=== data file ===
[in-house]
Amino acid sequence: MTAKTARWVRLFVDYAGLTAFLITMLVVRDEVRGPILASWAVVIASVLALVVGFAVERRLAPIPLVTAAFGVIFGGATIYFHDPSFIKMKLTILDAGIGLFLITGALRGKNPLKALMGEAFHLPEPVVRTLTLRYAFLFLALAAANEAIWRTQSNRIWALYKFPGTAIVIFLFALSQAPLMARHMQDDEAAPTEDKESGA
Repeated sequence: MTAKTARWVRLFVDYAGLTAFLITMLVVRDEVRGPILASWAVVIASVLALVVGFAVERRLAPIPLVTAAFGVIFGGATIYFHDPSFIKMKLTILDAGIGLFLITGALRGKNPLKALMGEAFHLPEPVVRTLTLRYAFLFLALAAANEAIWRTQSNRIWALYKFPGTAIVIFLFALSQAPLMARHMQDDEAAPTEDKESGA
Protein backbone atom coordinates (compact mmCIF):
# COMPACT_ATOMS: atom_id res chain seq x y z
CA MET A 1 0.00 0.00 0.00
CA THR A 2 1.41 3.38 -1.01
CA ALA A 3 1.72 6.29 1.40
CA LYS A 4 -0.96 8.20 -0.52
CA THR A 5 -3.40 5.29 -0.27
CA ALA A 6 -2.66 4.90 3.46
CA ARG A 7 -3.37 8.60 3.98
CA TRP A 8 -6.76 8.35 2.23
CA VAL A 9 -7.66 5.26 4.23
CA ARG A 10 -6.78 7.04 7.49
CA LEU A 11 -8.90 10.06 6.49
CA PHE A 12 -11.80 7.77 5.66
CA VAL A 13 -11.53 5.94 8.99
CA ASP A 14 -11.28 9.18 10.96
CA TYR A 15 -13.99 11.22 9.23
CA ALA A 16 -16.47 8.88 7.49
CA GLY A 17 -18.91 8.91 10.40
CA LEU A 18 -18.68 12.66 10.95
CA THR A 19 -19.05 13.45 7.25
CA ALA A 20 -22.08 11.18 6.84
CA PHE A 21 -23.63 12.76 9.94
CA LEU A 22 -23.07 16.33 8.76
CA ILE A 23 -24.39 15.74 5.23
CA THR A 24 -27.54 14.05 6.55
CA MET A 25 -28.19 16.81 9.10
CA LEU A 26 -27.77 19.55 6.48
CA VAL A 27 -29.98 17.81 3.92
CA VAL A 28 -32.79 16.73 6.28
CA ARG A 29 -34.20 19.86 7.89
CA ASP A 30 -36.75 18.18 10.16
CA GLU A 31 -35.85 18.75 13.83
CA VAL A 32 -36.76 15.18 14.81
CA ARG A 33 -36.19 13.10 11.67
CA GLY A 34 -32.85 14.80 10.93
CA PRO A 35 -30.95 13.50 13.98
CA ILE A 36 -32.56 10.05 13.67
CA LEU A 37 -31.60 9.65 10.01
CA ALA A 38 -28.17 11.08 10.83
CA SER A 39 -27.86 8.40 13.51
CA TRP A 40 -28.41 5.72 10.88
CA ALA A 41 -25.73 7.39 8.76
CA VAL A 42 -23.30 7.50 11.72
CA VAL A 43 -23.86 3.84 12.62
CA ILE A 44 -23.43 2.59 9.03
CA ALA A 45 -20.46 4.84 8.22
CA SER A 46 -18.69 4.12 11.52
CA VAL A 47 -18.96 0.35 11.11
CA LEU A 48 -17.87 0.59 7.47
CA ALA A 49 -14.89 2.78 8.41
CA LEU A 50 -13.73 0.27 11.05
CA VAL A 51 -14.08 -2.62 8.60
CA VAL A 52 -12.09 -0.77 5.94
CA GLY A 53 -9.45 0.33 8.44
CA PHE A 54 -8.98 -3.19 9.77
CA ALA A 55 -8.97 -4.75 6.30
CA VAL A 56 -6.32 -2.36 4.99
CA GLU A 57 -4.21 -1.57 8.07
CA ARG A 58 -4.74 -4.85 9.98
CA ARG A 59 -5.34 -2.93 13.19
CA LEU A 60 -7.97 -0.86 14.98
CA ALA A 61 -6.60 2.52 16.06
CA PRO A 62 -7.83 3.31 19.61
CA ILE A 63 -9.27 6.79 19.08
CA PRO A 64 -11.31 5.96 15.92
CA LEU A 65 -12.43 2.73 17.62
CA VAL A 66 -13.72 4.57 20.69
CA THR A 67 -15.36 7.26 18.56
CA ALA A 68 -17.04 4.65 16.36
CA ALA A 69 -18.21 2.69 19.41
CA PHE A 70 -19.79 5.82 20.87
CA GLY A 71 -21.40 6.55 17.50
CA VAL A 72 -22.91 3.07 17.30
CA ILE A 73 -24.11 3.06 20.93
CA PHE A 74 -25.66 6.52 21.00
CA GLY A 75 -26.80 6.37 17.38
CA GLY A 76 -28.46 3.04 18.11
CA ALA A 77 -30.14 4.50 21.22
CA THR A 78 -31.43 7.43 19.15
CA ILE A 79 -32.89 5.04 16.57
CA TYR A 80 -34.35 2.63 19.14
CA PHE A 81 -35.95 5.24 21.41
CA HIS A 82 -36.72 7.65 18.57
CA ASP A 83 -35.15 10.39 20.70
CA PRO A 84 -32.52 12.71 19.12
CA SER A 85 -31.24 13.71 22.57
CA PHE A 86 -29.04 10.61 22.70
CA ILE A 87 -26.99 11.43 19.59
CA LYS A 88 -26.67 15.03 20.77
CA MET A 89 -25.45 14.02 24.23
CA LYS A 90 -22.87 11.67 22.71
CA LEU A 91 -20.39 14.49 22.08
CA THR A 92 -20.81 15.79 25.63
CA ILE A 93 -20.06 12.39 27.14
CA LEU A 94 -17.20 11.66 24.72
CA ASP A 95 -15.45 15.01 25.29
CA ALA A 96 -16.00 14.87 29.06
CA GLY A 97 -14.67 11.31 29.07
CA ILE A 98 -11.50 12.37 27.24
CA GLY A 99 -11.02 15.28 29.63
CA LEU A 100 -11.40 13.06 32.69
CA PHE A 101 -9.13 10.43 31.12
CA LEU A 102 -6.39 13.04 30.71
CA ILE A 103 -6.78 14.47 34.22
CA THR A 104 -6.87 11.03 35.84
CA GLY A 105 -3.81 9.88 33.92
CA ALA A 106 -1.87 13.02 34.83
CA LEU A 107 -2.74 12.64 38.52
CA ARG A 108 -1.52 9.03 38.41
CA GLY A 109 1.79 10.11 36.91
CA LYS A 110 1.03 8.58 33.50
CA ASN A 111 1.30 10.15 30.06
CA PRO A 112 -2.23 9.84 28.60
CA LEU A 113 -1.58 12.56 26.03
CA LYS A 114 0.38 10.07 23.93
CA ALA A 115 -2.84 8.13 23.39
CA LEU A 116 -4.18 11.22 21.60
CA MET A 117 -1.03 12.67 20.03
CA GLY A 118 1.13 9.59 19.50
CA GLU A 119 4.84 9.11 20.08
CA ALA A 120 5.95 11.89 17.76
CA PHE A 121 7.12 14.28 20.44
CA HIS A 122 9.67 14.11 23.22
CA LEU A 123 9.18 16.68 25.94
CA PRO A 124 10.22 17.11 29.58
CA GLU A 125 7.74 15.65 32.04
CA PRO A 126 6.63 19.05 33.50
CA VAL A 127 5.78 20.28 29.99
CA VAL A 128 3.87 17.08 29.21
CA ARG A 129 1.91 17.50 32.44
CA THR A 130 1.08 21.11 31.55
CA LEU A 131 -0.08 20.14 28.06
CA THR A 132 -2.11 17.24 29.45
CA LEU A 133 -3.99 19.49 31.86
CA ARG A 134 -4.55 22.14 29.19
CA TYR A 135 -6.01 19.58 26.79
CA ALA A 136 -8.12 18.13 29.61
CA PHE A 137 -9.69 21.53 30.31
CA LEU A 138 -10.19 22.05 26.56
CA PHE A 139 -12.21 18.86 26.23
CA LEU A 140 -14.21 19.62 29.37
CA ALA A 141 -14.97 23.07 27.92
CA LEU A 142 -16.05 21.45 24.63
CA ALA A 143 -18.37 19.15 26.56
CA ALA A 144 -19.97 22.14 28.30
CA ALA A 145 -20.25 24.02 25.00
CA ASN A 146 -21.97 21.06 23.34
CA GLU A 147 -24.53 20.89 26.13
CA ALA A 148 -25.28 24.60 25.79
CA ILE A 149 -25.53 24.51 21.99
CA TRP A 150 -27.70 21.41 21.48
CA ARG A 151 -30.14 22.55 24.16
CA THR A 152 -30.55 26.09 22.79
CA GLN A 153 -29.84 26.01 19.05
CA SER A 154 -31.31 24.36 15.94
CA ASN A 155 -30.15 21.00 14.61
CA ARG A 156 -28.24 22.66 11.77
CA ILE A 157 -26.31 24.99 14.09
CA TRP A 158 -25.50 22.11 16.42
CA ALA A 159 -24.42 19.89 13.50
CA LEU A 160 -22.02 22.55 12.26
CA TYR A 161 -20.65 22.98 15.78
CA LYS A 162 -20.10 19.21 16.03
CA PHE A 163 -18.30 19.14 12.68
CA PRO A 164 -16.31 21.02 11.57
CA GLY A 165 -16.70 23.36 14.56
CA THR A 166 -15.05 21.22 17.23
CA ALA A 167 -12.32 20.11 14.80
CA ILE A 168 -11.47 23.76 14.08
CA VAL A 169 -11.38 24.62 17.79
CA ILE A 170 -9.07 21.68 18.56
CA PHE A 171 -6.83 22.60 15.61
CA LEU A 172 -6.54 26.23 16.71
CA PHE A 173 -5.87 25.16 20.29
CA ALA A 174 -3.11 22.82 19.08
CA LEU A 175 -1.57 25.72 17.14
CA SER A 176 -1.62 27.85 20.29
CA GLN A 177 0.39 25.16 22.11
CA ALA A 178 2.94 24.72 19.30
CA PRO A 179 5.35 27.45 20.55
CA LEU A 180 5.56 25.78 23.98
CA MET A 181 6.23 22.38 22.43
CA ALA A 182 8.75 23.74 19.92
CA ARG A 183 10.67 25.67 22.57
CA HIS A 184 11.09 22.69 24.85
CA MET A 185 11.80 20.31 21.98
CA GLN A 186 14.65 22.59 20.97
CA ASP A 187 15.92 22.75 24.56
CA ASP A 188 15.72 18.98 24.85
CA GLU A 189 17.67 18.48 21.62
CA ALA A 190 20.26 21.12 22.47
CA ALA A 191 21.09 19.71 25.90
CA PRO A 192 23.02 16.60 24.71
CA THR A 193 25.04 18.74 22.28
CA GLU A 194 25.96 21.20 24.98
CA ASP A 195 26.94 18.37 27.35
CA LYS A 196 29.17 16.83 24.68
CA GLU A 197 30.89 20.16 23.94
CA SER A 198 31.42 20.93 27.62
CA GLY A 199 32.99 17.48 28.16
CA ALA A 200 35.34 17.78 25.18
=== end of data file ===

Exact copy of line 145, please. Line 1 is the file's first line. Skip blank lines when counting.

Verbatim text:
CA LEU A 140 -14.21 19.62 29.37